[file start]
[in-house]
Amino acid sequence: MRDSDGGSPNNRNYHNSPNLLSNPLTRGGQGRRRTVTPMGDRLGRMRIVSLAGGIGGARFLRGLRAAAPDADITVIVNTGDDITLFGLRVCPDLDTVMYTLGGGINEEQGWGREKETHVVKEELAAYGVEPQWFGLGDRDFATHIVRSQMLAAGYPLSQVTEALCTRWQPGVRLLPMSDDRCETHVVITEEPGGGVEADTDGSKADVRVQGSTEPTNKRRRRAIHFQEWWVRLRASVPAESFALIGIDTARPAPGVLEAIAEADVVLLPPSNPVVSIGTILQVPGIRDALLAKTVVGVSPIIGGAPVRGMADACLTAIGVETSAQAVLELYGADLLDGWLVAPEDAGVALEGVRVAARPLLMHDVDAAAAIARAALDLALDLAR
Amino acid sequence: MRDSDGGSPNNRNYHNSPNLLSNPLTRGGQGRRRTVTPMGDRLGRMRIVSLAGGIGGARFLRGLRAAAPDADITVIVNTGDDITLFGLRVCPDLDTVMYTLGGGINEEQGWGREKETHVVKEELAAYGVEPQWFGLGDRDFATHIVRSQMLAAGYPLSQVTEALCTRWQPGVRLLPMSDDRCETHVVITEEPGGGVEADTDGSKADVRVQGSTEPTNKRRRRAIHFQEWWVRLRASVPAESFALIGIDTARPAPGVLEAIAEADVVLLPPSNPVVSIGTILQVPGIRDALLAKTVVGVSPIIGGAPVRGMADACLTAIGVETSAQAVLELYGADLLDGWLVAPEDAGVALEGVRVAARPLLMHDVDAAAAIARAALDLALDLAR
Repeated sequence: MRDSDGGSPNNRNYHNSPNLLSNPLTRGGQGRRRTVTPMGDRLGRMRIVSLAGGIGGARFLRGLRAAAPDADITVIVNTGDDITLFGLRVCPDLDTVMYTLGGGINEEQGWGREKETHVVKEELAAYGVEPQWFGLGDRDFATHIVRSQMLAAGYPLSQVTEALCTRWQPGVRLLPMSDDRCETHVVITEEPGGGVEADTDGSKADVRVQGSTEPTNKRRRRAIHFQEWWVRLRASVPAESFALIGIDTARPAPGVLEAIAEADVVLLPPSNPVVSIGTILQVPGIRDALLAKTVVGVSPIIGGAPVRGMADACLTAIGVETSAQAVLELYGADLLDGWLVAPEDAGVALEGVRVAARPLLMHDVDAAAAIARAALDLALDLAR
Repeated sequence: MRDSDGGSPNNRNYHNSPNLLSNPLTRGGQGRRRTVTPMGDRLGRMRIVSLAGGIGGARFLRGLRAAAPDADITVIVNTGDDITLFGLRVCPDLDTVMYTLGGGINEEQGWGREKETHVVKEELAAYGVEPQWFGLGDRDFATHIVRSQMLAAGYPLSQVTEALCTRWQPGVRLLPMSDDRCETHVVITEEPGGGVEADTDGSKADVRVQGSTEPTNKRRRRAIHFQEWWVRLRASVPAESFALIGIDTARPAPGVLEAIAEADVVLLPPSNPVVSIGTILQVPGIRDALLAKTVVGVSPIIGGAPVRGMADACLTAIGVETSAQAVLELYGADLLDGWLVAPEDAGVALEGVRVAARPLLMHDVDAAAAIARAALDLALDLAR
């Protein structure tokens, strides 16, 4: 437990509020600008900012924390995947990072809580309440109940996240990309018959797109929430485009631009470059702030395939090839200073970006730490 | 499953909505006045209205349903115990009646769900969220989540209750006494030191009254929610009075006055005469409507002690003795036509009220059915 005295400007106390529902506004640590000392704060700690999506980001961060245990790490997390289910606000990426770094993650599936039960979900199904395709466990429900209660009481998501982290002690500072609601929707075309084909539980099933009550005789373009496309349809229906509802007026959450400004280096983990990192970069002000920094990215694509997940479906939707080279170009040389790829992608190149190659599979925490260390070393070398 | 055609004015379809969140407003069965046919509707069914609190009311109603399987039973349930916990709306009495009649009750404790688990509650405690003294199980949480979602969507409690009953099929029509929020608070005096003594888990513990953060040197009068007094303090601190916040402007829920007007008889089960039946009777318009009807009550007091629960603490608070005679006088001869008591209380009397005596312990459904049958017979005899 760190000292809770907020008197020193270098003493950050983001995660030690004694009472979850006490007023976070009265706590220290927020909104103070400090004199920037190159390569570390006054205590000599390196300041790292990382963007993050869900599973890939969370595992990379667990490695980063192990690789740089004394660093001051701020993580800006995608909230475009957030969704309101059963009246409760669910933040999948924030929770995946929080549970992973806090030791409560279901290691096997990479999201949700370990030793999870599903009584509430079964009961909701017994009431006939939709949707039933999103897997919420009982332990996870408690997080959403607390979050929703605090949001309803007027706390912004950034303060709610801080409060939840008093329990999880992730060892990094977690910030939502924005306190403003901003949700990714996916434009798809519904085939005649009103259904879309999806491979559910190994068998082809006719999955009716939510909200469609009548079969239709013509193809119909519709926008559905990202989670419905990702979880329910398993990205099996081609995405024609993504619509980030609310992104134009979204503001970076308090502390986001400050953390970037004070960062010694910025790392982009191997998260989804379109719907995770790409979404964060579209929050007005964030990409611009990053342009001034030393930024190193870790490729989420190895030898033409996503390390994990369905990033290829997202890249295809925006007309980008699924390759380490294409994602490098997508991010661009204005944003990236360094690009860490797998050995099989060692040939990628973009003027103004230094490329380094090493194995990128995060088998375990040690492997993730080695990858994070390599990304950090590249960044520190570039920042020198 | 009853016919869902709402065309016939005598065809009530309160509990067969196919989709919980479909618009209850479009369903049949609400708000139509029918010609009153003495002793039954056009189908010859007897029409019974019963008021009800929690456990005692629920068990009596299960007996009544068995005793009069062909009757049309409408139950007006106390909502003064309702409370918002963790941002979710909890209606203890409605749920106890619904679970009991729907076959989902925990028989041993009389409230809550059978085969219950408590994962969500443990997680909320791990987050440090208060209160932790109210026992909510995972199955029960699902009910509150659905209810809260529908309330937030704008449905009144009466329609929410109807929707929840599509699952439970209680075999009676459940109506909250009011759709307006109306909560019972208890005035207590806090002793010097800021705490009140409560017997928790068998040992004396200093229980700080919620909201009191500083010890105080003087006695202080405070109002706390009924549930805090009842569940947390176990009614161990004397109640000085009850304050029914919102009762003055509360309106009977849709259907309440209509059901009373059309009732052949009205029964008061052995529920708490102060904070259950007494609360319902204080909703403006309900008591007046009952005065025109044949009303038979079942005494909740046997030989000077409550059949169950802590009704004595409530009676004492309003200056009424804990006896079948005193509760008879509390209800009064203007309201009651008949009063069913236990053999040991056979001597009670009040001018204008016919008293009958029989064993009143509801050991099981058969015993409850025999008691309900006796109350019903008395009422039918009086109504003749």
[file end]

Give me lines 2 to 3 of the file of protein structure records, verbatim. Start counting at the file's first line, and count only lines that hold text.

Amino acid sequence: MRDSDGGSPNNRNYHNSPNLLSNPLTRGGQGRRRTVTPMGDRLGRMRIVSLAGGIGGARFLRGLRAAAPDADITVIVNTGDDITLFGLRVCPDLDTVMYTLGGGINEEQGWGREKETHVVKEELAAYGVEPQWFGLGDRDFATHIVRSQMLAAGYPLSQVTEALCTRWQPGVRLLPMSDDRCETHVVITEEPGGGVEADTDGSKADVRVQGSTEPTNKRRRRAIHFQEWWVRLRASVPAESFALIGIDTARPAPGVLEAIAEADVVLLPPSNPVVSIGTILQVPGIRDALLAKTVVGVSPIIGGAPVRGMADACLTAIGVETSAQAVLELYGADLLDGWLVAPEDAGVALEGVRVAARPLLMHDVDAAAAIARAALDLALDLAR
Amino acid sequence: MRDSDGGSPNNRNYHNSPNLLSNPLTRGGQGRRRTVTPMGDRLGRMRIVSLAGGIGGARFLRGLRAAAPDADITVIVNTGDDITLFGLRVCPDLDTVMYTLGGGINEEQGWGREKETHVVKEELAAYGVEPQWFGLGDRDFATHIVRSQMLAAGYPLSQVTEALCTRWQPGVRLLPMSDDRCETHVVITEEPGGGVEADTDGSKADVRVQGSTEPTNKRRRRAIHFQEWWVRLRASVPAESFALIGIDTARPAPGVLEAIAEADVVLLPPSNPVVSIGTILQVPGIRDALLAKTVVGVSPIIGGAPVRGMADACLTAIGVETSAQAVLELYGADLLDGWLVAPEDAGVALEGVRVAARPLLMHDVDAAAAIARAALDLALDLAR